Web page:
In assessing the strategic environment, PSYOP needs to consider how to address some of the newer and more unconventional PSYOP adversaries. Non-state actors, insurgents, violent extremists and transnational criminal organizations pose significant threats to the US and our interests. Some of these, such as insurgents and violent extremists are already on the PSYOP radar screen because of their presence in active conflicts such as Afghanistan and Iraq. While others, the non-state actors and transnational criminals present a different challenge because they are more difficult to locate and are less susceptible to traditional PSYOP and (at least to my knowledge) not the targets of significant PSYOP efforts. Some of our adversaries are highly focused in their targeting – we need to consider this in our actions as well.

Strikes me that the PSYOP force is not quite prepared to address these manifold challenges in part due to the fact that President Obama has not developed a comparable and overarching Information or Influence strategy to facilitate the integration of all US government informational and influence efforts to accomplish a set of high level goals and priorities.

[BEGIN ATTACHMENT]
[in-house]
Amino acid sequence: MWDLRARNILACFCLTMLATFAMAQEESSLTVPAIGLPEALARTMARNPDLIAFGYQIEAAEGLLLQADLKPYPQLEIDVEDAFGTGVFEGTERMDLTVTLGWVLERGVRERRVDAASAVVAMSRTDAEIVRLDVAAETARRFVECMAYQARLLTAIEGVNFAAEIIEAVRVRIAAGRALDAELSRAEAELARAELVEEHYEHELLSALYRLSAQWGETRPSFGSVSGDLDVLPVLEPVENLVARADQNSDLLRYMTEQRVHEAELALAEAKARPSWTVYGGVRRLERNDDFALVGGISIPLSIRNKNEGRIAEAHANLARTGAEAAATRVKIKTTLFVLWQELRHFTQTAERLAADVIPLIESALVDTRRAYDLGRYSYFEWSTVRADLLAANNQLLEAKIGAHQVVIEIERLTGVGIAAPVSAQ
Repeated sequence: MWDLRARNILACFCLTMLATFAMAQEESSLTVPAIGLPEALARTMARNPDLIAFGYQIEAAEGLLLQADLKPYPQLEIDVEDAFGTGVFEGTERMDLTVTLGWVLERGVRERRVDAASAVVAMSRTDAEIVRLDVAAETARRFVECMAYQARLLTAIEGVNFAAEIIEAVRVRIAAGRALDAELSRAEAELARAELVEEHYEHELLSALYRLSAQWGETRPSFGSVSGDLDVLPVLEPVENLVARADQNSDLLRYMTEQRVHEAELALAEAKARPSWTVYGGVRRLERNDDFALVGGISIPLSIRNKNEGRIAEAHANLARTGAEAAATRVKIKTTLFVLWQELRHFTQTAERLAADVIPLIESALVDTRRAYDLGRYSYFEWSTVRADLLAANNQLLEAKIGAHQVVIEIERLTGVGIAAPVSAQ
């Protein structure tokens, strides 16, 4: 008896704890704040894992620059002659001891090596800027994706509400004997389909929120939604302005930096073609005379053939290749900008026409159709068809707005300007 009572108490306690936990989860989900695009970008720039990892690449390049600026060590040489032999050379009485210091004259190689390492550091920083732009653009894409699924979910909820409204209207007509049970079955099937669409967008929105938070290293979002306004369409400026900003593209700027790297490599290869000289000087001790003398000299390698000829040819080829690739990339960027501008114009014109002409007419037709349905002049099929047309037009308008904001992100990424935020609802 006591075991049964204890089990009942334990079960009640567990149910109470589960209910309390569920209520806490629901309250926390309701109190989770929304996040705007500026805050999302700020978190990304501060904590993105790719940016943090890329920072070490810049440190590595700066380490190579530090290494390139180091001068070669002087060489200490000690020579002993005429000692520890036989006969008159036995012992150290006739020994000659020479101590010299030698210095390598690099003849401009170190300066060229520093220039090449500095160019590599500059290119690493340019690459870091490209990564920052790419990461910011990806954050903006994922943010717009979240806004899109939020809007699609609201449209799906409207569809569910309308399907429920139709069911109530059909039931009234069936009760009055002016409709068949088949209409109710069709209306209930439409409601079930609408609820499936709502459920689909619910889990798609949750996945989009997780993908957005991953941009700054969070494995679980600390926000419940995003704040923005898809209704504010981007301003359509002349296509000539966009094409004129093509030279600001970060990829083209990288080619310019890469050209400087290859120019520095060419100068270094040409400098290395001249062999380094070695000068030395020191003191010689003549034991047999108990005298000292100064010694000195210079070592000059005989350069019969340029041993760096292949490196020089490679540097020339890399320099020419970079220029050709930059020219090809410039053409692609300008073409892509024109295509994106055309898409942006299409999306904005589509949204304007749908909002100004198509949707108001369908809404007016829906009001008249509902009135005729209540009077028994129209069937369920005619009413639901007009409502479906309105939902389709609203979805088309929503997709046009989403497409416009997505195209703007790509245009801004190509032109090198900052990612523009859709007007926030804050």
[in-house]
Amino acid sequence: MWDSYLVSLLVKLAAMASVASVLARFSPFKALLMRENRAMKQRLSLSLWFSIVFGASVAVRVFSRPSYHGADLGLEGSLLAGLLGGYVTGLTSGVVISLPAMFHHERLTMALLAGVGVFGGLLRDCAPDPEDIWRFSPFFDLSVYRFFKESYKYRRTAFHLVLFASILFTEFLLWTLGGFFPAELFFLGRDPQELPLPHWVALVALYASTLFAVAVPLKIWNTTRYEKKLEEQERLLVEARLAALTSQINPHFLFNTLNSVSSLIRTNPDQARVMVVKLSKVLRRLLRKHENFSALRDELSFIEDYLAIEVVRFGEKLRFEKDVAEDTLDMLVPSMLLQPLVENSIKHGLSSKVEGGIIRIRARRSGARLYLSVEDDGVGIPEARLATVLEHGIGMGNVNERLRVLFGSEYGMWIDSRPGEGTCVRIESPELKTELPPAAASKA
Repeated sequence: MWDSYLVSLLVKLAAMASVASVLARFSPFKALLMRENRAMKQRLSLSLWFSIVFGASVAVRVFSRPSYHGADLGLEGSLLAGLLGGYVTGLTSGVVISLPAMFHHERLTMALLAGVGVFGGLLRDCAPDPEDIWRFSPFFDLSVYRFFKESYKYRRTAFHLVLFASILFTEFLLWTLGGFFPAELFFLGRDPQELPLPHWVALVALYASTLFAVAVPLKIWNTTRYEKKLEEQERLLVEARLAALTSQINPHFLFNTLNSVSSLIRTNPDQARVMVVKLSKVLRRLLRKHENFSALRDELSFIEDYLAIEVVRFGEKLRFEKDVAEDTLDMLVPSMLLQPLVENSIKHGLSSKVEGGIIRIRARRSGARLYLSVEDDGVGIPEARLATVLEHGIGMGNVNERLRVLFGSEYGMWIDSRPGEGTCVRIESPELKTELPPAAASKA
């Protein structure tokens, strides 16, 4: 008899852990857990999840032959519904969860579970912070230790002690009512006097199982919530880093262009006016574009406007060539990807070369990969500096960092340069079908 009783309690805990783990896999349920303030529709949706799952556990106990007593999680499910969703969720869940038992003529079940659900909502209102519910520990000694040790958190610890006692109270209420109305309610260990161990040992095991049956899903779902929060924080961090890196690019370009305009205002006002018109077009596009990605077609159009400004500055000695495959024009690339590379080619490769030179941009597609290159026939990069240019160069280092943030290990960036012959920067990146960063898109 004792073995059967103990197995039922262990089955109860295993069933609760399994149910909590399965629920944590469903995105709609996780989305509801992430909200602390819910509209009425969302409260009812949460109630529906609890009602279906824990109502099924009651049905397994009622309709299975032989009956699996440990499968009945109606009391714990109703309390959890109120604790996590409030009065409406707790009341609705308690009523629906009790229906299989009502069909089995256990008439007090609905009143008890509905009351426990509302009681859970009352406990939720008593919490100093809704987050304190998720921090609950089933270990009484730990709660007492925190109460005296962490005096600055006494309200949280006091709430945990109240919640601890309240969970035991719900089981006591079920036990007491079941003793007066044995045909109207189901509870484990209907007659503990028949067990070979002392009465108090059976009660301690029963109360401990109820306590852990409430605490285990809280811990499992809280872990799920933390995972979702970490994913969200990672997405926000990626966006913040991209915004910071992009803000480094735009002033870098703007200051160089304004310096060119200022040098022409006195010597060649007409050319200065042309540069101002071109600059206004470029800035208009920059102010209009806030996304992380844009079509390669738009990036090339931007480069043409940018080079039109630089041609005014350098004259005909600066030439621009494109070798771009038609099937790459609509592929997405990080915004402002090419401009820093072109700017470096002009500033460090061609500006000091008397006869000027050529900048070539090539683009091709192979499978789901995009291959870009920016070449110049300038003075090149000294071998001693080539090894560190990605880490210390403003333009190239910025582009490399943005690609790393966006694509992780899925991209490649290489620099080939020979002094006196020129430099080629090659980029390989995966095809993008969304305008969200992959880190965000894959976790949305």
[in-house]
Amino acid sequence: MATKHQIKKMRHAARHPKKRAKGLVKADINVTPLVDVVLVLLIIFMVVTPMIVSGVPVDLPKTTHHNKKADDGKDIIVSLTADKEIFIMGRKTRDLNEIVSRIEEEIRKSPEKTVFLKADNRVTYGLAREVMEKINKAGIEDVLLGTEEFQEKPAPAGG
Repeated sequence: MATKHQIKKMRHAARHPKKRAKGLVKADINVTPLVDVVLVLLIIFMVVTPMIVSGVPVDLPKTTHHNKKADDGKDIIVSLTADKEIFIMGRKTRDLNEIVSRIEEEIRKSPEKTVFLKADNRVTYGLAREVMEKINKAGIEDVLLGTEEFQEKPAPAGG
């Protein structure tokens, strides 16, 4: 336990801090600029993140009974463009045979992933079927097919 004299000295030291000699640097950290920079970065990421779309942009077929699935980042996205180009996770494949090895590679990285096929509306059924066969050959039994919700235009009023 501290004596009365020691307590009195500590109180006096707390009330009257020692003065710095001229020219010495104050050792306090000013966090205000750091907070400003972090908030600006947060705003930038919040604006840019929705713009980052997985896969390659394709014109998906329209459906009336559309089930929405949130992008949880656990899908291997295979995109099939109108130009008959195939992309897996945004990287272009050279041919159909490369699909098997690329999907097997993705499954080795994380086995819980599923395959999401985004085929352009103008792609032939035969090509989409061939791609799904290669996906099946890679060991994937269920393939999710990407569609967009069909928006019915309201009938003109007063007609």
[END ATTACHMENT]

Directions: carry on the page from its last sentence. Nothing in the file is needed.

So, while the intelligence community seems to be moving forward in a more orchestrated manner than ever before, the same cannot be said for the US Governments information and influence instruments.

Friday, September 11, 2009

PSYOP Done Right in Afghanistan

The September 10, 2009 article, “Information Ops in Afghanistan: Call Haji Shir Mohamad ASAP!” in Politics Daily ( shows how local PSYOP can have profound effects if done properly at the local level.